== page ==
3. Structure the “carry” requirements in the EJDA to incentivize the drilling of Earning Wells.

Lease Parties typically prefer to be carried for all of the costs of the initial well drilled into a previously undrilled formation.  In order to achieve that objective, and to minimize the overall working interest percentage assigned to the Drilling Party for drilling and completing an Earning Well, the Lease Party may consider offering a well payout provision to the Drilling Party.  Many shale drilling transactions, however, do not include well payout provisions.  While such a provision reduces risk to the Drilling Party by increasing its cash flow during the payout period, it also extends the point at which the Lease Party begins to participate in the cash flow from an Earning Well.  Depending on the expected production decline curve for the shale formation, immediate participation in the Earning Well may be preferable to the Lease Party.  If no payout provision is included, the Drilling Party should consider including a tax partnership agreement as a part of the transaction documents in order to deduct all of its intangible drilling and developments costs incurred for the Earning Well.

It is also important to specify in the EJDA how far the “carry” extends.  Many carry provisions end when the Earning Well is completed as a well is capable of producing hydrocarbons.  But the investment downstream of the completed well is significant, so Lease Parties may bargain for a carry that extends through the construction of the storage tanks and the custody transfer meter.  Extending the carry downstream from the wellhead reduces risk and cost to the Lease Party, but, by increasing individual well costs to the Drilling Party, may result in the drilling of fewer Earning Wells.

Finally, the EJDA should define the length of the lateral portion of the horizontal well that is required to earn a working interest.  While the interests of the Lease Party and the Drilling Party should be aligned in drilling and completing the best well possible at the most economical cost, there may be instances in which the Drilling Party may attempt to minimize the length of the lateral to minimize the cost to earn.  Lengths of laterals generally are provided for in the applications for permits to drill.  To avoid conflict, the required length of the lateral can be specified in the EJDA as a percentage of the maximum permitted length or otherwise specified in the EJDA.  Consideration also should be given to specifying the percentage of the lateral that must be shown to be within the shale formation.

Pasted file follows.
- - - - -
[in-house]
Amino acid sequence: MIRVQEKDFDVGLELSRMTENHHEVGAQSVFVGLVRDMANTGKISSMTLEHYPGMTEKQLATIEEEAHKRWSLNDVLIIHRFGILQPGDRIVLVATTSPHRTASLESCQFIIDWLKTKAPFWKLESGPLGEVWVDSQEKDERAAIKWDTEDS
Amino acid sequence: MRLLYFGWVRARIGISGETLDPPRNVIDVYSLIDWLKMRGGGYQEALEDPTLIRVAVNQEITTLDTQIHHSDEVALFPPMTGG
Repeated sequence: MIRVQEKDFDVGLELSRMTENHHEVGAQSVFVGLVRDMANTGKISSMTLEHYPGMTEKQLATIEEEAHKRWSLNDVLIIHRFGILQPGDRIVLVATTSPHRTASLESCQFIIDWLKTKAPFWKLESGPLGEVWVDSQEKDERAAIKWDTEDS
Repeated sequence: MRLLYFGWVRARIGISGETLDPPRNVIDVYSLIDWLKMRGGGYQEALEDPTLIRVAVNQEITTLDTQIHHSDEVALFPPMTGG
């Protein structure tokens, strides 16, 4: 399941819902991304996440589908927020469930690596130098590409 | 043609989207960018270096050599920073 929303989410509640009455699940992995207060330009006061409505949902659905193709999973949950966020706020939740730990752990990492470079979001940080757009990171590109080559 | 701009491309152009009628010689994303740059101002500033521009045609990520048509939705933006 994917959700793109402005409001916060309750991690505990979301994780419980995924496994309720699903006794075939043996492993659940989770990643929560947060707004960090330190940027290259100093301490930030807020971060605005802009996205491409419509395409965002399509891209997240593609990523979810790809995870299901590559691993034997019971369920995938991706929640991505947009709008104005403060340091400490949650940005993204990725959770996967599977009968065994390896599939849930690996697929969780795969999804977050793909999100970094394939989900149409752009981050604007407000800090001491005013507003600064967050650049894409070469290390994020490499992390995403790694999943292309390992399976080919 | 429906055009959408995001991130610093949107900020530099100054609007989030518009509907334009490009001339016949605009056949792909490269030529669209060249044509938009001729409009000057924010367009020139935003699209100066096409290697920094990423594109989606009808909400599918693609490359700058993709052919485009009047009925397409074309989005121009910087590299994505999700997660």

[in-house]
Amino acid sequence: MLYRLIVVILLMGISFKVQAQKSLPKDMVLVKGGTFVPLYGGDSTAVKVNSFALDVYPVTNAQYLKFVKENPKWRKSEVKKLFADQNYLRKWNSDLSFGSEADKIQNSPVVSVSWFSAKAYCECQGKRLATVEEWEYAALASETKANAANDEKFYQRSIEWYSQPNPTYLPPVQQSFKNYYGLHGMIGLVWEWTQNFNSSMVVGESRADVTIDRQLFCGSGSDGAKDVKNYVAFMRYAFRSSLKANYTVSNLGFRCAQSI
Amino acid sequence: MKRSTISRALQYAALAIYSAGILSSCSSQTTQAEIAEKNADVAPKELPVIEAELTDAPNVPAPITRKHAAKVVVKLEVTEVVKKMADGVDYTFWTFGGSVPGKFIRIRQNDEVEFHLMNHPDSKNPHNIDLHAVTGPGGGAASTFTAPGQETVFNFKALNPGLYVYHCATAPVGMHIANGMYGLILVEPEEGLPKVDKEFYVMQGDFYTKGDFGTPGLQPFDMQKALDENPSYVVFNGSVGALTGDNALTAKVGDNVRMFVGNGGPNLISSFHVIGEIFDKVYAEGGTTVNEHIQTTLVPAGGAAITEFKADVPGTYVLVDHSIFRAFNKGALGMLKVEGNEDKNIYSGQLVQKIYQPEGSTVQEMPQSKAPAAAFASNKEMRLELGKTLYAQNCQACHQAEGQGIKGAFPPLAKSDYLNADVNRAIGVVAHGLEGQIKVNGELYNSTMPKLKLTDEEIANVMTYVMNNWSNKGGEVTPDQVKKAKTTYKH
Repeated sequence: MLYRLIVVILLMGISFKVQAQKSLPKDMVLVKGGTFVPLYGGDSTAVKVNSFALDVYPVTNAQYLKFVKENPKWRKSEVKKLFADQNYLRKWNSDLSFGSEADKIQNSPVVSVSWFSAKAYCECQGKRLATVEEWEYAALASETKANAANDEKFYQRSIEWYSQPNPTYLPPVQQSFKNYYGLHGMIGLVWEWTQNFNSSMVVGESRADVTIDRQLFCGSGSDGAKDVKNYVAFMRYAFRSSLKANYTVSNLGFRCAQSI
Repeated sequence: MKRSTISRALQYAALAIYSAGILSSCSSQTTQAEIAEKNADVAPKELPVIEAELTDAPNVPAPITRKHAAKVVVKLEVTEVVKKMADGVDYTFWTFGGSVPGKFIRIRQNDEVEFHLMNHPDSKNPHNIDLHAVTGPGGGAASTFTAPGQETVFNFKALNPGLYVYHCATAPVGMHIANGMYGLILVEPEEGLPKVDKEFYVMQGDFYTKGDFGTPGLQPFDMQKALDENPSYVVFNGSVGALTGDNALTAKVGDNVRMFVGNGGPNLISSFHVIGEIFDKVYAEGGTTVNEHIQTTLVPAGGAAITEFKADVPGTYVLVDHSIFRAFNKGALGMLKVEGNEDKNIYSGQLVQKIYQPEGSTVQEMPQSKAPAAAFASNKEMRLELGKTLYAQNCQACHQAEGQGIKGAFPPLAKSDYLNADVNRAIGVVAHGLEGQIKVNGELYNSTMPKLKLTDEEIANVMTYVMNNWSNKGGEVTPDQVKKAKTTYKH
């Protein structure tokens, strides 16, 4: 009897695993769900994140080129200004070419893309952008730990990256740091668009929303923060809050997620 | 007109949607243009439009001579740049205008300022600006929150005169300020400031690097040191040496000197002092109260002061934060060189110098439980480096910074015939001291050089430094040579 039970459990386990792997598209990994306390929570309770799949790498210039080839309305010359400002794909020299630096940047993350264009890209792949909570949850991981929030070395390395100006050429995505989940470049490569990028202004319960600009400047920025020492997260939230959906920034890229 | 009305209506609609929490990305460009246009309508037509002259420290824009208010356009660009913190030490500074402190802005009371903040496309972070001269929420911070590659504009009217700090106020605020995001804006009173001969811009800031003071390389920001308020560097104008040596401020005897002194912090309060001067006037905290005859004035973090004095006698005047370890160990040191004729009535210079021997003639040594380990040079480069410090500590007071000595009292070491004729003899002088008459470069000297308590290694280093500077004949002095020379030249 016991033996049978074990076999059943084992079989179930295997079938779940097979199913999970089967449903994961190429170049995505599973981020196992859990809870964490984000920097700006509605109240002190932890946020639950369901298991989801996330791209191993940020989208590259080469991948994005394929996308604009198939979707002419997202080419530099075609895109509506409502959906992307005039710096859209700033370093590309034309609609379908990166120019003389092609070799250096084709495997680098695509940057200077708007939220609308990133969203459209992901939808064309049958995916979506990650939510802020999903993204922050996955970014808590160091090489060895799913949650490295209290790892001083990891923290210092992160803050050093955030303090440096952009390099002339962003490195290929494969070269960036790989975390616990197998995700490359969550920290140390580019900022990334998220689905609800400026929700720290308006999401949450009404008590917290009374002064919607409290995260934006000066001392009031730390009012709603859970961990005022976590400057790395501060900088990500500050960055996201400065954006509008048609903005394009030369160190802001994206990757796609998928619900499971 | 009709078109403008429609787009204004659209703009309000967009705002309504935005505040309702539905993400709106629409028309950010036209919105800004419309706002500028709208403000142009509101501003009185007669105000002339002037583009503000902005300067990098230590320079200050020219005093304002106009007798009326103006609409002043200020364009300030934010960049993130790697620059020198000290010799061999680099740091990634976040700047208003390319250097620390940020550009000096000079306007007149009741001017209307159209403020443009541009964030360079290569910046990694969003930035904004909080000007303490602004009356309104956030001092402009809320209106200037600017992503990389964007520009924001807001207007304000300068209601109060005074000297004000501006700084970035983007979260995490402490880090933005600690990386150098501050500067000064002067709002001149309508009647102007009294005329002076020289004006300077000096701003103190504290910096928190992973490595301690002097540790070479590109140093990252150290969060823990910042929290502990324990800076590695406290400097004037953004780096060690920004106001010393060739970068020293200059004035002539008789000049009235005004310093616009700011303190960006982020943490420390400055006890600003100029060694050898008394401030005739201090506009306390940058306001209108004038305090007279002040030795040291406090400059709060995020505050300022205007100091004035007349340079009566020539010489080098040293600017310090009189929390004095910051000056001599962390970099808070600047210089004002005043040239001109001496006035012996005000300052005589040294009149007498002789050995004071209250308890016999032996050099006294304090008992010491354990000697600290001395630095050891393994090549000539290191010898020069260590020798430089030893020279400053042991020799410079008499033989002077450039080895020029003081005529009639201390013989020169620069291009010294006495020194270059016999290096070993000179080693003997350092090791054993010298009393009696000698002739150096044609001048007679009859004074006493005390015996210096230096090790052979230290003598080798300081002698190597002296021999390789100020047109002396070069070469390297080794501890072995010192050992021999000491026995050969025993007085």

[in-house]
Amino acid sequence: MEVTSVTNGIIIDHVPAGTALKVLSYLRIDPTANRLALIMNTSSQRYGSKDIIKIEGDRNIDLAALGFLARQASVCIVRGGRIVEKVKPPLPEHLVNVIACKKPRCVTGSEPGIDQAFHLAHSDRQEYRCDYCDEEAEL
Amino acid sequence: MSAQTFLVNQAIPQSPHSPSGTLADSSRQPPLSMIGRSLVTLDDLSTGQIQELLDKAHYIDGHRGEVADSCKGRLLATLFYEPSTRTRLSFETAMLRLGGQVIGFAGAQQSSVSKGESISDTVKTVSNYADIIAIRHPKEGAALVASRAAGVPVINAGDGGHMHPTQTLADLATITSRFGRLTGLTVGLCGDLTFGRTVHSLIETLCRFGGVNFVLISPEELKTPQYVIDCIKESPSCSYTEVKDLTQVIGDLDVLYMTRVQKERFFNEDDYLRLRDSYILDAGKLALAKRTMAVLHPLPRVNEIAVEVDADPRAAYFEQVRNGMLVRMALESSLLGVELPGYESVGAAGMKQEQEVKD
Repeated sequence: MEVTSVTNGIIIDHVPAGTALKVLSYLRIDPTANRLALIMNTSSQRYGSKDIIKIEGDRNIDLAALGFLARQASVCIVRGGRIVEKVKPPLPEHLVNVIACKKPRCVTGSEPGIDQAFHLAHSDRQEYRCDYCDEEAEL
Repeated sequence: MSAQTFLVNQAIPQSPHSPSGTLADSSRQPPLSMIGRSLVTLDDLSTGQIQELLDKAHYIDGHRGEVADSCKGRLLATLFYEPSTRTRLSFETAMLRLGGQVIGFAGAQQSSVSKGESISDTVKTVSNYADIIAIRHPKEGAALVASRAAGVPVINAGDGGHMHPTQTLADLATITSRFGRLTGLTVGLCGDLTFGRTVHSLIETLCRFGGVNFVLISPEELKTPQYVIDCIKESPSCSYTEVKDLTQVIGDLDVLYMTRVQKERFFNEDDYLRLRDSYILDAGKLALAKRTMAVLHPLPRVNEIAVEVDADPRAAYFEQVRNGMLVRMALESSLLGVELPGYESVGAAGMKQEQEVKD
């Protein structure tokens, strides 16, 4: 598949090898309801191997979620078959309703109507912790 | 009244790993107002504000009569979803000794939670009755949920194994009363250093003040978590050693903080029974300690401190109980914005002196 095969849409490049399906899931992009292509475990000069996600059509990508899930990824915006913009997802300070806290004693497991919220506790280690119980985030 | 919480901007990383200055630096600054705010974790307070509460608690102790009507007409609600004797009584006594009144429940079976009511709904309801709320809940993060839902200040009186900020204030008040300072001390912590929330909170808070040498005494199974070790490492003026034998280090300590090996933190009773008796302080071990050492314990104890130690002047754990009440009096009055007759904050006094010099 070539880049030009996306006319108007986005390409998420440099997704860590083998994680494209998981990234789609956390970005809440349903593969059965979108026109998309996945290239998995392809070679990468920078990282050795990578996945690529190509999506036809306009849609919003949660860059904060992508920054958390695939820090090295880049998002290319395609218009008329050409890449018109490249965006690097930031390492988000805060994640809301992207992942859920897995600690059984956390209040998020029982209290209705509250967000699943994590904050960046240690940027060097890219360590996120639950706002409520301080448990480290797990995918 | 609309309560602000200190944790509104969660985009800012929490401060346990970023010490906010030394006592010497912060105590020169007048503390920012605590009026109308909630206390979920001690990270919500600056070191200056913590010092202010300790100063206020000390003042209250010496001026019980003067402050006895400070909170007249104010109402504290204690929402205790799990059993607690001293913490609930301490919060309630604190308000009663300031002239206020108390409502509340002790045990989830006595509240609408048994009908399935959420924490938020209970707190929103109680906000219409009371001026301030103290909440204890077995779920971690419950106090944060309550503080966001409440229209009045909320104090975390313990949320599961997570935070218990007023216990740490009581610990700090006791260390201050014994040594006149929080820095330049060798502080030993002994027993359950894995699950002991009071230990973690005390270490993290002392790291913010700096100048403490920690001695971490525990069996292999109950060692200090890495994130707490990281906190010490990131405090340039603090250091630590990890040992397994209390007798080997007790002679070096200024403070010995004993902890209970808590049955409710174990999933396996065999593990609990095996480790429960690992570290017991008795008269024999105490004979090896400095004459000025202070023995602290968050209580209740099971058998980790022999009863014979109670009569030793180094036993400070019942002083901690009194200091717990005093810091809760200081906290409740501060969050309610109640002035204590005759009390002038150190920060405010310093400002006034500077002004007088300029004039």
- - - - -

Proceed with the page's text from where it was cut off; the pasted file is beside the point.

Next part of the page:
4. Protect “Operatorship” of the formations underlying the Leases.

Lease Parties put significant time and effort into determining the operators who are capable of economically drilling successful shale formation wells.  In many jurisdictions, the designation of operator for a well on a spacing unit is determined by the first party to file a permit to drill the well.  In such case, the Lease Party will want the EJDA to require the Drilling Party to provide an accelerated timetable for filing permits to drill Earning Wells in as many of the formations underlying as many of the oil and gas properties as possible to avoid losing operatorship to other working interest owners.

The Lease Party also should consider negotiating for an opportunity to file permits where the Drilling Party fails to do so timely and withdraw those permitted formations from the Continuous Drilling Program.

5. Take into account lease maintenance requirements.

Oil and gas leases typically provide that production from a well in “paying quantities” will hold the lease beyond its primary term.  If there is no shallow production holding the Lease Party’s oil and gas leases that are subject to the EJDA, then the definition of an Earning Well needs to be drafted carefully so that an Earning Well not only earns an interest in the earning zone but also can hold the lease beyond its primary term.  In these instances, the EJDA should define an Earning Well as the first well into an earning zone that is drilled and completed as a well capable of producing hydrocarbons in “paying quantities”.